A nonprofit search-and-rescue group has released video showing a Libyan coast guard vessel firing at and chasing a boat in distress that was carrying migrants across the Mediterranean Sea.
From its civilian reconnaissance aircraft, the German nongovernmental organization Sea-Watch filmed what it described as a “brutal attack.” In addition to shooting in the direction of the migrants, Sea-Watch said the coast guard vessel rammed the wooden boat and threw objects at the families on board. The organization said it urged the Libyan vessel over the radio to stop the shooting.
“Europe’s partners of the so-called Libyan coast guard are approvingly accepting the death of people on the move,” said Felix Weiss of Sea-Watch’s Airborne Operations.
“Those who shoot at refugees and try to capsize their boats are not there to save them. The EU must immediately end cooperation with the so-called Libyan coast guard. European states like Malta must take back responsibility for their rescue zones and fulfill their duty to rescue.”
The Associated Press reported on Friday that Libya’s navy acknowledges that apparent warning shots fired by the coast guard vessel had endangered the lives of the migrants. The navy condemned “any acts that violate local and international standards and laws" and pledged to hold those involved accountable.
Since the toppling of longtime Libyan dictator Moammar Gadhafi in 2011, Libya has become a main transit country for migrants from sub-Saharan Africa who are willing to risk the perilous journey on the Mediterranean Sea for the chance of a better life in Europe.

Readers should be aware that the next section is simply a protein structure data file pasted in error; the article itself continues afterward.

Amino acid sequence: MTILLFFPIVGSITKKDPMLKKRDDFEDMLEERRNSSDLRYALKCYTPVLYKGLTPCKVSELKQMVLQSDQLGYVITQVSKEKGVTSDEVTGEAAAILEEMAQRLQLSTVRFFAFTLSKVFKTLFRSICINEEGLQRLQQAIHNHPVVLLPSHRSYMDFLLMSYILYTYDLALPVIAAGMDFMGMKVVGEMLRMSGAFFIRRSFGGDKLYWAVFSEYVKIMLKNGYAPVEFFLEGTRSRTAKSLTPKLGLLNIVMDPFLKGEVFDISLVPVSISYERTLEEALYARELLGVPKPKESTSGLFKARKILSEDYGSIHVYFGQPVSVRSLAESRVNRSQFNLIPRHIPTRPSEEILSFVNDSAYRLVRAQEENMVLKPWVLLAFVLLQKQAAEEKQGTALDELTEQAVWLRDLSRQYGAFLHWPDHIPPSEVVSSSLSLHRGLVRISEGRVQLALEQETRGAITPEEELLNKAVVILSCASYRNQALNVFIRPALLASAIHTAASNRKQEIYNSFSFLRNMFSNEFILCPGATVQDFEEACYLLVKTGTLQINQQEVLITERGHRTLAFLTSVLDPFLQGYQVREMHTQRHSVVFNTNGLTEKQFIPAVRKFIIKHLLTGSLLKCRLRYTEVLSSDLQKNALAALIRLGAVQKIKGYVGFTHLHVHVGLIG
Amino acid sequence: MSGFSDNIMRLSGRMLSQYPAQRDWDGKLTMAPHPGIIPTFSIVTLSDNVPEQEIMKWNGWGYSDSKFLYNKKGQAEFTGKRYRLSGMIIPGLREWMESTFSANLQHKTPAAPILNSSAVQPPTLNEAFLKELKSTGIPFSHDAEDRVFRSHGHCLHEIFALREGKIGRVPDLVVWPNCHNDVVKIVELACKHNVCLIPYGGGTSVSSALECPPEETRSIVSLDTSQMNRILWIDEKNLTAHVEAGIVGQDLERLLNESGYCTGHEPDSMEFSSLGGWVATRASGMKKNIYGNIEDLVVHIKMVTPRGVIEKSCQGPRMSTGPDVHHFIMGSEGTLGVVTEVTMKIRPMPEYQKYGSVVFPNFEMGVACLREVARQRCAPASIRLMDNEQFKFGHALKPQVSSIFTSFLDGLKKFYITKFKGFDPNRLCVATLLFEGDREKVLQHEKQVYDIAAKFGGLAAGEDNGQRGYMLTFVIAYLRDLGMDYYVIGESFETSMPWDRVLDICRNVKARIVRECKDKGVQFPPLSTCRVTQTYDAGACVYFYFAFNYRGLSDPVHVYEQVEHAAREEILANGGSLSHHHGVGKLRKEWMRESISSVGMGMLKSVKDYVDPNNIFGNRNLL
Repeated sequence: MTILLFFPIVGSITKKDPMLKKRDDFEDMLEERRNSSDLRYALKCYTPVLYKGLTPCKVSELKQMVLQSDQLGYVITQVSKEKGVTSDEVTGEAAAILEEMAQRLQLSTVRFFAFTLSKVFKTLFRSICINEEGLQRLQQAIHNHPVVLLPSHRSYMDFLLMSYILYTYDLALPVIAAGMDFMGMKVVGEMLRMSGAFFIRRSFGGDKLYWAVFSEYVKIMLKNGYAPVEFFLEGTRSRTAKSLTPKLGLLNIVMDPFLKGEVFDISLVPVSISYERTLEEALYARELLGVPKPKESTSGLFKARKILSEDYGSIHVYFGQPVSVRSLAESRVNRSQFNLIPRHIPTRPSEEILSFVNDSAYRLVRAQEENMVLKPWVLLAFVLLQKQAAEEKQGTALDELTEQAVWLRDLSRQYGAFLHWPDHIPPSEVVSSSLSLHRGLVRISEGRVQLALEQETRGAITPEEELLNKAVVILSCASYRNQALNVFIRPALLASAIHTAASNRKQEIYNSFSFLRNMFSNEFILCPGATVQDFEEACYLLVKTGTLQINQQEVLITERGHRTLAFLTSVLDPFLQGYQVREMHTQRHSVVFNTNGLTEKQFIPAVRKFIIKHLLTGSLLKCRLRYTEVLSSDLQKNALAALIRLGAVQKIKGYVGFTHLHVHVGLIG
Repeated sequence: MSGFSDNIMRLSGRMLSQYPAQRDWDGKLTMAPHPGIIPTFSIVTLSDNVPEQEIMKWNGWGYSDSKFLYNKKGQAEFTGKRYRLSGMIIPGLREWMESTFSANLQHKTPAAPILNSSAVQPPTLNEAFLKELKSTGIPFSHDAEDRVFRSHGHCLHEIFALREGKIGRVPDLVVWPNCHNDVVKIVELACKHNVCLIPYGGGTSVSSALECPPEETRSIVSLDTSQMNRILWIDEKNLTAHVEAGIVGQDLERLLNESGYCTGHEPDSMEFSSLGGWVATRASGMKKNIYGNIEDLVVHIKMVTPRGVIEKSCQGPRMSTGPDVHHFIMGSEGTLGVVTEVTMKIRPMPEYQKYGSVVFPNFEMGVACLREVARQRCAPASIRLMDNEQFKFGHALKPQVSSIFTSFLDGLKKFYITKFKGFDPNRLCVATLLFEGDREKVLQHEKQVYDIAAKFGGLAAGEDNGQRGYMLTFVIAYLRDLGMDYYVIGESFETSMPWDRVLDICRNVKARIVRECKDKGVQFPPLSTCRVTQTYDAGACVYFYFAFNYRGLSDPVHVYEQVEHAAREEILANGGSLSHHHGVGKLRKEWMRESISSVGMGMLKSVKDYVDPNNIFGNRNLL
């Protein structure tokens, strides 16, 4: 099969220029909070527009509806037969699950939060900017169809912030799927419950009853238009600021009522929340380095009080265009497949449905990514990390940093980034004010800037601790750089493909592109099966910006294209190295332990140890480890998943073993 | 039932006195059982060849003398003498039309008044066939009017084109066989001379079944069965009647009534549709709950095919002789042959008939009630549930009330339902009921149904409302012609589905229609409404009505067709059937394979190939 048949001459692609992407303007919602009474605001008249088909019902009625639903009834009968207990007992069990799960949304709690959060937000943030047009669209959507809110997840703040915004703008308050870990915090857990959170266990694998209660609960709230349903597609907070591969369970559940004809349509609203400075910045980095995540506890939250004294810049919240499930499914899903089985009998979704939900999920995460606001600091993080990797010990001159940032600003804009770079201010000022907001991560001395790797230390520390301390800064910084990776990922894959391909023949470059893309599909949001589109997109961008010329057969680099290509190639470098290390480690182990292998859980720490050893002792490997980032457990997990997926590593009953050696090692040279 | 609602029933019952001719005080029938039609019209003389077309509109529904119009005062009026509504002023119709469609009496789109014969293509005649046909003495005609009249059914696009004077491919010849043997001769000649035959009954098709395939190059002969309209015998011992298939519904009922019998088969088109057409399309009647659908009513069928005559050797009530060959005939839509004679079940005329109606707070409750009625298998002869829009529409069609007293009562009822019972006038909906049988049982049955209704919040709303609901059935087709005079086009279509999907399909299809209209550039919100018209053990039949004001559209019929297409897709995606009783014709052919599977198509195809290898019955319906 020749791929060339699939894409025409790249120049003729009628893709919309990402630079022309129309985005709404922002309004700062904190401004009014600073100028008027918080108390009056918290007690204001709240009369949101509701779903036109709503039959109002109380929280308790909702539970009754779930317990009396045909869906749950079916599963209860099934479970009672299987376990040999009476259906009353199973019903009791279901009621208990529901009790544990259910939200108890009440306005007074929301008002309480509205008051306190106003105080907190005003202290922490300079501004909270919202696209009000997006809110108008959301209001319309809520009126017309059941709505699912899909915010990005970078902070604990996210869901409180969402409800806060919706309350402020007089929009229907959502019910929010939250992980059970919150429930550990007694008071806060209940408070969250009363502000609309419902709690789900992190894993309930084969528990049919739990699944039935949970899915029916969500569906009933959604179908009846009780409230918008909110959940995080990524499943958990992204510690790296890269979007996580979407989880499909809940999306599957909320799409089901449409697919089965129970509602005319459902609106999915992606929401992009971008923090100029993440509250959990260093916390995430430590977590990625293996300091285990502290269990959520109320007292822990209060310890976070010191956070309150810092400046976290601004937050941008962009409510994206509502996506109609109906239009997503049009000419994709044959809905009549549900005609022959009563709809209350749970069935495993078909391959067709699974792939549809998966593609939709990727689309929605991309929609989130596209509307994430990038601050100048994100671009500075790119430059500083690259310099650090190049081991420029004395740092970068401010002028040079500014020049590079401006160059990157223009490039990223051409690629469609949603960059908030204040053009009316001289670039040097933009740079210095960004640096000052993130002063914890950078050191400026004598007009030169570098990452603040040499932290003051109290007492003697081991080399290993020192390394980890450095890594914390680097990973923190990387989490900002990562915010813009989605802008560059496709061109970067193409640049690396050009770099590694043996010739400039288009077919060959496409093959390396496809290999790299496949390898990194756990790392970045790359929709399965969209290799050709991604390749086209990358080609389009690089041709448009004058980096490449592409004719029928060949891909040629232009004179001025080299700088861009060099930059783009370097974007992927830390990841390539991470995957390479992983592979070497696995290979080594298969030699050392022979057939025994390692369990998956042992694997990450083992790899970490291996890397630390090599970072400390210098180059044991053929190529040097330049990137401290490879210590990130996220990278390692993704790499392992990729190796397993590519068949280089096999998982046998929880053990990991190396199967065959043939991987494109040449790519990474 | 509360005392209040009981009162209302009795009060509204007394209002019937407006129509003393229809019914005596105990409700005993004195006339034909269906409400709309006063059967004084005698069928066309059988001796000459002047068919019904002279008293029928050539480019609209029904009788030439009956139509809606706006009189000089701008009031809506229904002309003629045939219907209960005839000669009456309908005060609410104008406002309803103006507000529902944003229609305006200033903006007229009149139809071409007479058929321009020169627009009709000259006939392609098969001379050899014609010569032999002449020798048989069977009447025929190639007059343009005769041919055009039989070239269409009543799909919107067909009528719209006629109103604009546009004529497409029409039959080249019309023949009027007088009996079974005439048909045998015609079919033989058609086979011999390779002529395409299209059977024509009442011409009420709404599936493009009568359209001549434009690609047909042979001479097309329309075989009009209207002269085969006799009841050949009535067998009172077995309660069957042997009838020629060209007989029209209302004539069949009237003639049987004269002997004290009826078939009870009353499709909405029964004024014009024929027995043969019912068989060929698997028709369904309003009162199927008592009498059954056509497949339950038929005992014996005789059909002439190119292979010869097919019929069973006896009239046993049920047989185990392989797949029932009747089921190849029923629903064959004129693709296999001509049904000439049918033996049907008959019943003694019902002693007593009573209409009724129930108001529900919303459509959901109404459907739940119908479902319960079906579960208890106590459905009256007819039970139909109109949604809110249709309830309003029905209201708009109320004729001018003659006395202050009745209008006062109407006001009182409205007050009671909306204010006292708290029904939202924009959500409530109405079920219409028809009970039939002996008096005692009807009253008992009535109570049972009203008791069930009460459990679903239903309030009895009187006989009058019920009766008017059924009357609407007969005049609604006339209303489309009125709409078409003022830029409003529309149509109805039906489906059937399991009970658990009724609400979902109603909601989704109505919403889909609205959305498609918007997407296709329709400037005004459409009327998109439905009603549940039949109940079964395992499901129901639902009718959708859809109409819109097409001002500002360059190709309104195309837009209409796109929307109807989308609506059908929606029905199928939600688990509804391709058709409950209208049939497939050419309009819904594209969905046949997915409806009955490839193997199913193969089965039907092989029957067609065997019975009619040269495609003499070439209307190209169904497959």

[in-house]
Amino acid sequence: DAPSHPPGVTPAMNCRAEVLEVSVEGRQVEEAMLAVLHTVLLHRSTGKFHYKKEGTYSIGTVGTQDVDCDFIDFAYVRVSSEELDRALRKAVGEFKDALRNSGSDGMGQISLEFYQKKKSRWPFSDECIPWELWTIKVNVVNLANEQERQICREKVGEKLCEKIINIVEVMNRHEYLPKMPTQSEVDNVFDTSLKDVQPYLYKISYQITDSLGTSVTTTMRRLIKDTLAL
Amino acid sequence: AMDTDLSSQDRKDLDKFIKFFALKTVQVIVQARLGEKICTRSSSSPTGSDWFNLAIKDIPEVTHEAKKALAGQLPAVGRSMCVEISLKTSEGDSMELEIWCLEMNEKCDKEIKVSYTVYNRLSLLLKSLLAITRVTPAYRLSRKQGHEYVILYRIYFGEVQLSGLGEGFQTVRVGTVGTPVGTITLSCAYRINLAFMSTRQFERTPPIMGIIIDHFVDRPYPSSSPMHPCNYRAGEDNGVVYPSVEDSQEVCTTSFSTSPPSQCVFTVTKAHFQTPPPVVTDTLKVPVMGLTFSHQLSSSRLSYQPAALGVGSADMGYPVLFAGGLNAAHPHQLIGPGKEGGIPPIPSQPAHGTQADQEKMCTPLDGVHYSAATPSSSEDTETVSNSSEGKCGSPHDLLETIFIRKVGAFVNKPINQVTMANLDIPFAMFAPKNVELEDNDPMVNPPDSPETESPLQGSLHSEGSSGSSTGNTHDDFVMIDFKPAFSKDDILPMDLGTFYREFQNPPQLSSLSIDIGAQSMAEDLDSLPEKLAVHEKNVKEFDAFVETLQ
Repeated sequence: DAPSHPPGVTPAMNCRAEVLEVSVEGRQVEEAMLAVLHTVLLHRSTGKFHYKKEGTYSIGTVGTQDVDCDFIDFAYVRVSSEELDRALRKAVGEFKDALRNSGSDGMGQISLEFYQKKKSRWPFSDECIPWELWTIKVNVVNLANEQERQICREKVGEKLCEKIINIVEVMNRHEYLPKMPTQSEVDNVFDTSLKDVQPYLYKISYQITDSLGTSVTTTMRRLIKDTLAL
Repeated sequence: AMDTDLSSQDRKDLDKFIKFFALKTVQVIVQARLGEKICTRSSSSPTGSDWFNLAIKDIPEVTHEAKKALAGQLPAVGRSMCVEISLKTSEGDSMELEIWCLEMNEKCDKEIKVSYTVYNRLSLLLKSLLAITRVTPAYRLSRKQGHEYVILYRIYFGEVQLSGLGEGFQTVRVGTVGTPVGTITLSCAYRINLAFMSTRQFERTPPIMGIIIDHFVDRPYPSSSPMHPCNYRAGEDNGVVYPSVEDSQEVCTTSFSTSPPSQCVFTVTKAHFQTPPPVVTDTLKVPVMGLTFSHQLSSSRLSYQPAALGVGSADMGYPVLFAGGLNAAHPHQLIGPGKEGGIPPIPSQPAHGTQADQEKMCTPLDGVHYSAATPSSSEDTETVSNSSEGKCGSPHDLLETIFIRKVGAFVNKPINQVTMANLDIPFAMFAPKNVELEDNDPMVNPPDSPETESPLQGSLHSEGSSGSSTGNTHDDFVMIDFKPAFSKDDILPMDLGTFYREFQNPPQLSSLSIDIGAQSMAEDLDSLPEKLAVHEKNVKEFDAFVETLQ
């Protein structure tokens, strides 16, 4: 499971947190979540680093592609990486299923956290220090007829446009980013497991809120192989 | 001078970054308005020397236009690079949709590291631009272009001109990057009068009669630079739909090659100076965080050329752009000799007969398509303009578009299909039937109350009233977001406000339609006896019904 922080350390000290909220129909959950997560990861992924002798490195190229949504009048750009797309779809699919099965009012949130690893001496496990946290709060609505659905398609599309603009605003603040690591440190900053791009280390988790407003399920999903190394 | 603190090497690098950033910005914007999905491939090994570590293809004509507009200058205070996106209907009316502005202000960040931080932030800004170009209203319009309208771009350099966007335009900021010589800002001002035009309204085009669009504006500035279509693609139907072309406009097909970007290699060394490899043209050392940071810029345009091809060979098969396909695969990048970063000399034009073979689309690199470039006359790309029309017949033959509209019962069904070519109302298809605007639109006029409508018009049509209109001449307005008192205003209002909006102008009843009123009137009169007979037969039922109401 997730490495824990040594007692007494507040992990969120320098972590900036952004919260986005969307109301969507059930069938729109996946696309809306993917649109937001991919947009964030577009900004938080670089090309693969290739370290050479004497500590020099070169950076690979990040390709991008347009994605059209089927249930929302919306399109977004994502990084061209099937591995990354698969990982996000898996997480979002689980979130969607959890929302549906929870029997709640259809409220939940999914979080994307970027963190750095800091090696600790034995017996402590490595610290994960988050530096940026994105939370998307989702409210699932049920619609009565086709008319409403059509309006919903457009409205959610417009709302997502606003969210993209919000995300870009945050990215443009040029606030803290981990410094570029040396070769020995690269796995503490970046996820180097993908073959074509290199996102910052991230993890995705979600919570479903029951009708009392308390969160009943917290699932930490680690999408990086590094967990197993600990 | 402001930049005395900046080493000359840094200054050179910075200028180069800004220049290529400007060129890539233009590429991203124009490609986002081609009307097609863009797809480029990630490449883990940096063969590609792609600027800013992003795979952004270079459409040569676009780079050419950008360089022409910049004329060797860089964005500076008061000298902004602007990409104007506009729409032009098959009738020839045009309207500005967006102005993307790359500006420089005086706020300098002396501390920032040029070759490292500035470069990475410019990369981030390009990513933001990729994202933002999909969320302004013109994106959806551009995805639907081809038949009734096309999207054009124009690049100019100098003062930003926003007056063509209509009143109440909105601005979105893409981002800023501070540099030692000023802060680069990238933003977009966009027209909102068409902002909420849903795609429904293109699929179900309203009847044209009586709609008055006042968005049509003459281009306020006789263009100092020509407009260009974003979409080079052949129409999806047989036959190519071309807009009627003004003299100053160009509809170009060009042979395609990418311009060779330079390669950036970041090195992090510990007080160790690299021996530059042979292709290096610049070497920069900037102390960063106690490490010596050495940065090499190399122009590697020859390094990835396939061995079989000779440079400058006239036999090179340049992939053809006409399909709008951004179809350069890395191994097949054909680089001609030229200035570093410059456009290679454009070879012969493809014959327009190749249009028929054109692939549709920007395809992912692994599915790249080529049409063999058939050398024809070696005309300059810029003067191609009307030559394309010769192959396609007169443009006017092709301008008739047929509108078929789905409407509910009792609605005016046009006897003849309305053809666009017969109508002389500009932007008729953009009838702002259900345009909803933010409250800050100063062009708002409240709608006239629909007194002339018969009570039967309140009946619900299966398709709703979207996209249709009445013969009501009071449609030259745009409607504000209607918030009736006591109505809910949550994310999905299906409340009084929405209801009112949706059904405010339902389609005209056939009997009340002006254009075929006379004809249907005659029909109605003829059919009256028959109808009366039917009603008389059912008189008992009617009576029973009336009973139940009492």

The number of people making the dangerous trip soared during the pandemic, even as many European countries cracked down on immigration. An estimated 866 people have drowned crossing the Mediterranean Sea this year, according to the International Organization for Migration (IOM).
IOM reports that the Libyan coast guard has returned more than 13,000 people to the North African country this year. Migrants in boats bound for Italy or other European countries are often intercepted by the coast guard and forcibly transferred to government-affiliated detention centers, which human rights organizations have described as overcrowded and inhumane.
In June, Doctors Without Borders suspended its medical services in two detention centers in the Libyan capital after a “persistent pattern of violent incidents” against migrants and refugees.